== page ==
Browsing by Subject "methodology"

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  • Van Der Wel, Kjetil A.; Östergren, Olof; Lundberg, Olle; Korhonen, Kaarina; Martikainen, Pekka; Andersen, Anne-Marie Nybo; Urhoj, Stine Kjaer (2019)
    Aims: Future research on health inequality relies on data that cover life-course exposure, different birth cohorts and variation in policy contexts. Nordic register data have long been celebrated as a ?gold mine? for research, and fulfil many of these criteria. However, access to and use of such data are hampered by a number of hurdles and bottlenecks. We present and discuss the experiences of an ongoing Nordic consortium from the process of acquiring register data on socio-economic conditions and health in Denmark, Finland, Norway and Sweden. Methods: We compare experiences of data-acquisition processes from a researcher?s perspective in the four countries and discuss the comparability of register data and the modes of collaboration available to researchers, given the prevailing ethical and legal restrictions. Results: The application processes we experienced were time-consuming, and decision structures were often fragmented. We found substantial variation between the countries in terms of processing times, costs and the administrative burden of the researcher. Concerned agencies differed in policy and practice which influenced both how and when data were delivered. These discrepancies present a challenge to comparative research. Conclusions: We conclude that there are few signs of harmonisation, as called for by previous policy documents and research papers. Ethical vetting needs to be centralised both within and between countries in order to improve data access. Institutional factors that seem to facilitate access to register data at the national level include single storage environments for health and social data, simplified ethical vetting and user guidance.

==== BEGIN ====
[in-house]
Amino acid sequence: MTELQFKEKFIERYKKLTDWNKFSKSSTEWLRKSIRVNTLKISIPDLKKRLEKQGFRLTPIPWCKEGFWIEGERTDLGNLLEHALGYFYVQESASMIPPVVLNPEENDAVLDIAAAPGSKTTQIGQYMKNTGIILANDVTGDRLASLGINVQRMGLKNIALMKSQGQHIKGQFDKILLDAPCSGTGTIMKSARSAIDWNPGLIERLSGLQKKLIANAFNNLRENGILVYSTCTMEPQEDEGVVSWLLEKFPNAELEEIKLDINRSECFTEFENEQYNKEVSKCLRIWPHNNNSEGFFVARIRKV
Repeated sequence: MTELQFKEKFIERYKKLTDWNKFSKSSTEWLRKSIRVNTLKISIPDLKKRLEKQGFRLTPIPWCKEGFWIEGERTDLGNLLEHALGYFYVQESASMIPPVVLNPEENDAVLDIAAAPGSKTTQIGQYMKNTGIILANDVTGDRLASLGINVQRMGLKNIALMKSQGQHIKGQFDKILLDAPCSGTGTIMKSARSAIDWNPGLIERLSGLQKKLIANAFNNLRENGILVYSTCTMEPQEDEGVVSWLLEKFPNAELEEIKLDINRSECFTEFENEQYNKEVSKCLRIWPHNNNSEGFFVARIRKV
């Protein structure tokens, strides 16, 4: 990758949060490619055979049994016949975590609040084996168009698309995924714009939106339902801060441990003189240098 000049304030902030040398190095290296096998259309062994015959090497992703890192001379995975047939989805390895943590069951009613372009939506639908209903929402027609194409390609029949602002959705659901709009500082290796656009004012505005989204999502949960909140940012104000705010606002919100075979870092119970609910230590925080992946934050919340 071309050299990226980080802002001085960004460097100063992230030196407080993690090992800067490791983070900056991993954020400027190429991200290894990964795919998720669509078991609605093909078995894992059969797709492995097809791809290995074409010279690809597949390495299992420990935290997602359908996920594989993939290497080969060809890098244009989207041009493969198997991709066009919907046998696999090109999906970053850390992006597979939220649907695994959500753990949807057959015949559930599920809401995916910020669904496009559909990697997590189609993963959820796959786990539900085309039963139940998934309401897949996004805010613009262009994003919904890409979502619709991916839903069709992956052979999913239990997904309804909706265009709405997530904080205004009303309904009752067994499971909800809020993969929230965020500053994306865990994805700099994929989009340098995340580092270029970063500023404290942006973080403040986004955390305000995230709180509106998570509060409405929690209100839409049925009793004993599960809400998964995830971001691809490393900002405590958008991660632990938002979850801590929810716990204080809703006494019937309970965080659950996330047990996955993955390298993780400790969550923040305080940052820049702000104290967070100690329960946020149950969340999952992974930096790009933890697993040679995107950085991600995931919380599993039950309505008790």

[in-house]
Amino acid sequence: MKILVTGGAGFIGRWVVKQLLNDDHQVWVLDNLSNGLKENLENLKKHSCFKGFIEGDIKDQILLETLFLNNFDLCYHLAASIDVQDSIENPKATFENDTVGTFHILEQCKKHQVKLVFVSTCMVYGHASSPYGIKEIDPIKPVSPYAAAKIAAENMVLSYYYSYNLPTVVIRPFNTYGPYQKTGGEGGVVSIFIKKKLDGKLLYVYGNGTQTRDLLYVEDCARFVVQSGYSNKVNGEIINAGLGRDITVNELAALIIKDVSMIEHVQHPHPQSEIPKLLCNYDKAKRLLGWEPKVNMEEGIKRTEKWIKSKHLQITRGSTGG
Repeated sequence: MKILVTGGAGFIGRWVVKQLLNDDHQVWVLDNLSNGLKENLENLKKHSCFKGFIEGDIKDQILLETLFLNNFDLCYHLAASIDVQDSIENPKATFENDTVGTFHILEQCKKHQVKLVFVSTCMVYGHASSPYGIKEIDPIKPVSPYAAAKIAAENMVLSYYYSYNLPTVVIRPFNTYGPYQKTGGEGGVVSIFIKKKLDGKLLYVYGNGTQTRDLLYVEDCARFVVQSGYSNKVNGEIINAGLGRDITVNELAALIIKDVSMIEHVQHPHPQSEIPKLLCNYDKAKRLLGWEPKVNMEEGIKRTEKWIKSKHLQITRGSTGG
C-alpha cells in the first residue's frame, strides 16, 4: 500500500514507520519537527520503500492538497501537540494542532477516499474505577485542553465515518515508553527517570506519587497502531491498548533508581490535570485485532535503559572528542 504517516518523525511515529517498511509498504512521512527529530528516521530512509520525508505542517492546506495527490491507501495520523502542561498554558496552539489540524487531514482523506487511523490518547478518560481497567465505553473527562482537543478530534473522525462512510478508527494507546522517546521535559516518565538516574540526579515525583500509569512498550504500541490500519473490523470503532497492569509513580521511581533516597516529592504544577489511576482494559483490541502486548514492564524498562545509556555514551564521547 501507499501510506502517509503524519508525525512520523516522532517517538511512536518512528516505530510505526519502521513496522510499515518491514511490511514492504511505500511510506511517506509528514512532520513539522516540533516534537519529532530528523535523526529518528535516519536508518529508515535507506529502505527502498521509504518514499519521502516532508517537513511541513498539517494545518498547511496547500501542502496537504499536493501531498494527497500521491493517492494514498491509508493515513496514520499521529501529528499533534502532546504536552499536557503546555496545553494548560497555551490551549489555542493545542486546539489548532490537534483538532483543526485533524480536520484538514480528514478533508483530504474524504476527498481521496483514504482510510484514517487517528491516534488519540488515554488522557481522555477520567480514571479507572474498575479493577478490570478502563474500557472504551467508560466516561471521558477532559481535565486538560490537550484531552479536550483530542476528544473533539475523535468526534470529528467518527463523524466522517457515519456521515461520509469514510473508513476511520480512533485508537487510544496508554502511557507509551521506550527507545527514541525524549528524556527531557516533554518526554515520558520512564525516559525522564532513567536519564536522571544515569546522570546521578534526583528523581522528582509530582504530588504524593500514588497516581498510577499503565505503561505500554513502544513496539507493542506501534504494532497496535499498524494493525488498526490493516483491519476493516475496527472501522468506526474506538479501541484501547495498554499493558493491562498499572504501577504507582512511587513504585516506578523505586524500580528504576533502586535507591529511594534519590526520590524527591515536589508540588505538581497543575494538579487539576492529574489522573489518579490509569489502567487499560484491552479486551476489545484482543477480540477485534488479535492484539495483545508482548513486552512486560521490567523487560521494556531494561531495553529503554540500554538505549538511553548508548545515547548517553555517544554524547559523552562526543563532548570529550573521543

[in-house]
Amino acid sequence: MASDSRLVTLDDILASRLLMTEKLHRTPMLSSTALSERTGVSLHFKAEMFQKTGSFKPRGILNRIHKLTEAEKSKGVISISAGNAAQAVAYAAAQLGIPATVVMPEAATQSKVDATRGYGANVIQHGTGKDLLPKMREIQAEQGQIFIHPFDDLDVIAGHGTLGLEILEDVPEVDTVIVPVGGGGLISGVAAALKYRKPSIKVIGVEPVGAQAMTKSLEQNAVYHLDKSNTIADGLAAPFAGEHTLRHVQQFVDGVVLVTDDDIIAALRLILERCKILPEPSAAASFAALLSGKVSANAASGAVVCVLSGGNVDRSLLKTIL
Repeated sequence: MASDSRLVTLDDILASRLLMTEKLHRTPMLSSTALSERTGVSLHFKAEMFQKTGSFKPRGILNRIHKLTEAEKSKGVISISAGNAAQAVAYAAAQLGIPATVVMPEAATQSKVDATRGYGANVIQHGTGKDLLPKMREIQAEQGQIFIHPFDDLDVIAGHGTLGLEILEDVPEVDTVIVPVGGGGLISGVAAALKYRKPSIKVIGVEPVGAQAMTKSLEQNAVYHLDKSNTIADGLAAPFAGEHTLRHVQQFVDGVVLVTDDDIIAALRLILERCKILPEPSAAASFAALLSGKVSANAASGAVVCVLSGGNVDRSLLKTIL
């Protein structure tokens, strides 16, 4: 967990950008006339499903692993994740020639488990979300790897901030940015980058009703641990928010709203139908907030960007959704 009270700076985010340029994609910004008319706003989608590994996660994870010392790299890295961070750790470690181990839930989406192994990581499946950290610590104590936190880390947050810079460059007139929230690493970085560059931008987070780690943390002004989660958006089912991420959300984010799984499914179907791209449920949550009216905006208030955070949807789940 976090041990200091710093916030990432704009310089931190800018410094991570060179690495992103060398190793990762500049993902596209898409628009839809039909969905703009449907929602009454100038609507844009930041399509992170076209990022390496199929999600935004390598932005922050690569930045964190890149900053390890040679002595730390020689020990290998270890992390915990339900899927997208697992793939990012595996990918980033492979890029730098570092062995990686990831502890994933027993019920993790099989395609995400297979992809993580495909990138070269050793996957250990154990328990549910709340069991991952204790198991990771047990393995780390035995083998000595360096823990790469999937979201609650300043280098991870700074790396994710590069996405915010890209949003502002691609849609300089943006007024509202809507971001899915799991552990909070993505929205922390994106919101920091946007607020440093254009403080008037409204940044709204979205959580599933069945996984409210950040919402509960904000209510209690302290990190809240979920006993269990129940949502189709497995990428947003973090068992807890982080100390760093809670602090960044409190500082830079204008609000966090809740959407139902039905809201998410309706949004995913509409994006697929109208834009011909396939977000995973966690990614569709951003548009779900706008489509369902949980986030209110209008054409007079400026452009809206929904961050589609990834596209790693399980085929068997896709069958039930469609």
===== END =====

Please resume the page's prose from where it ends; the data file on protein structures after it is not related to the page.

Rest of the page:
• Tahko, Tuomas (2008)
    In this paper I will offer a novel understanding of a priori knowledge. My claim is that the sharp distinction that is usually made between a priori and a posteriori knowledge is groundless. It will be argued that a plausible understanding of a priori and a posteriori knowledge has to acknowledge that they are in a constant bootstrapping relationship. It is also crucial that we distinguish between a priori propositions that hold in the actual world and merely possible, non-actual a priori propositions, as we will see when considering cases like Euclidean geometry. Furthermore, contrary to what Kripke seems to suggest, a priori knowledge is intimately connected with metaphysical modality, indeed, grounded in it. The task of a priori reasoning, according to this account, is to delimit the space of metaphysically possible worlds in order for us to be able to determine what is actual.
  • Hjelm, Titus (2021)
    This article explores new ways of looking at qualitative data in the study of religion. I call them the interstitial, inverted, and dialogical approaches. The interstitial approach provides an alternative to traditional triangulation by treating discrepancies between, say, self-reporting and observation of religious attendance not as a problem, but as an interstice where new information can be found. The inverted approach examines how discourses about “the other” – the other’s religion, in this case – enable researchers to analyze positive self-identifications, even when those are left unarticulated. Finally, the dialogical approach responds to a recurrent problem in qualitative religion research: researchers often assume that they ways in which people talk about religion have particular consequences. The dialogical approach enables researchers to demonstrate whether and how this is indeed so. The three approaches show how epistemological reframing – all three are, in different ways, constructionist approaches – enables novel thinking about “religion.”
  • Frog, Mr. (2021)